It's getting near the time when Scott Morrison and Malcolm Turnbull will need to make decisions about tax, and I'm not talking about the GST.
The big GST decision, on whether to lift it to 15 per cent, is already as good as made. The Treasurer and Prime Minister won't do it. Nor will they extend the goods and services tax to food, to health or to education, although they might yet extend it to financial services.
Extending it to health and education would be unfair. People such as me who use public schools and public hospitals without charge would pay no extra tax, while others already paying dearly would be asked to pay an extra 10 per cent. And, in all likelihood, the government would feel obliged to further fund private schools and the private health system to compensate. Extending the GST to fresh food was never going to happen. It would hit low earners the hardest, and these days it's almost impossible to compensate them.
When the GST was introduced in 2000, most low earners paid tax. But not now. In the past 15 years, the tax-free threshold has tripled to $18,000. And most self-funded retirees no longer pay tax. It's no longer possible to compensate them by cutting tax rates. And because many of them don't receive cash payments (that's why they are called "self-funded"), it's not possible to compensate them by boosting payments either.
Lifting the GST to 15 per cent or fully taxing food would be incredibly difficult if they wanted to compensate the least-well off, and Australians insist on it. New Zealand lifted its GST from 10 per cent to 12.5 per cent in 1989 without compensation, but it couldn't happen here.
And they'd be doing it for the states. Under existing laws, the GST flows to them. But the states aren't even agreed they want more GST. With NSW in favour, and Victoria against, and the money not flowing to the Commonwealth in any event, there's little reason for it to go out on a limb putting the case for collecting more...
Except for financial services. They weren't properly taxed when the GST was introduced, because they were hard to define. The financial service is the margin the bank adds to a product such as a mortgage, rather than the mortgage itself. But New Zealand has managed to do it, and if Australia did, it would raise an extra $4.7 billion a year without the need to compensate low earners (financial services are disproportionately used by high earners).
And it could use the promise of extra money for the states to persuade them to phase out some of their truly objectionable taxes, such as those that single out insurance and commercial property transactions.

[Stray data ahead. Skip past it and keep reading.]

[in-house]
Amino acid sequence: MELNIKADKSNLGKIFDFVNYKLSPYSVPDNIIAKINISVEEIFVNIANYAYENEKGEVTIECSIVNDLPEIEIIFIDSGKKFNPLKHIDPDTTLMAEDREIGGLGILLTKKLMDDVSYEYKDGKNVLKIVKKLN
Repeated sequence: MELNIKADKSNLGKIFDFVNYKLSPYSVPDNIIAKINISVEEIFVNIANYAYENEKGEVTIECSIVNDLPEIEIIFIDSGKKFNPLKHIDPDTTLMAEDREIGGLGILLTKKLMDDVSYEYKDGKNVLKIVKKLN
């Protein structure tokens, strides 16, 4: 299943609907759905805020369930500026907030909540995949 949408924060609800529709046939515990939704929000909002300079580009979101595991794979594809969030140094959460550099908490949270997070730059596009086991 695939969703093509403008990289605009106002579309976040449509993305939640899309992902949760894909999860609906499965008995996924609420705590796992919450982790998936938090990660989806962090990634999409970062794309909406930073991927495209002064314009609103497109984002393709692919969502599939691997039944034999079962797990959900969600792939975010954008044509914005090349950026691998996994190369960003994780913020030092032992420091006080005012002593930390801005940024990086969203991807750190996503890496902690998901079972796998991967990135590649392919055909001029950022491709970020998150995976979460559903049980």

Morrison and Turnbull's big decisions concern superannuation. Right now, most wage earners pay just 15 per cent on their contributions, even if they are on the top marginal tax rate and earning $200,000-plus. (At Labor's last gasp, it introduced an extra tax for the small number of Australians on $300,000-plus, taking their rate to a still-concessional 30 per cent.)
The best way to tax contributions would be to tax everyone at their marginal rate. Very low earners would pay nothing, very high earners would pay 45 per cent, and so on. It would rake in an extra $15 billion a year, an amount that would climb over time.
If they were feeling generous, they could give some of it back, perhaps a flat 10 or 15 percentage points up to a limit, through a rebate paid into funds.
But they would have to go further. Earnings, as well as contributions are lightly taxed, a benefit that accrues overwhelmingly to high earners with large balances. The standard rate is just 15 per cent, although funds are able to roughly halve it by the way they structure their investments. When the fund is used to pay out retirement benefits, the tax rate on earnings drops to zero. Not only are the payouts not taxed, no matter how big, but the earnings used to generate those payouts are completely untaxed, no matter how much is under management.
Unless Morrison fixes it, the hole will get bigger and bigger as more and more Australians retire and enjoy completely untaxed investment earnings.
Fixing it will make him enemies. Neither the big institutions that control the private funds nor the unions and employers that control the industry funds will want to pay more tax, and retirees will claim that taxing their investment earnings is retrospective.
But there's a way out. It's the one the government has already used to push up the pension age. Rather than declaring that the investment earnings of retirees will be taxed now, Morrison could declare that the investment earnings of future retirees will be taxed in, say, 15 years. Nothing would be retrospective. Anyone who had already retired could keep their zero tax rate until they died. Future retirees would have plenty of time to prepare.
Squibbing this decision will condemn Australia to an ever-widening hole in its tax system and show that Morrison and Turnbull aren't serious about fixing it.
I think they are.In The Age and Sydney Morning Herald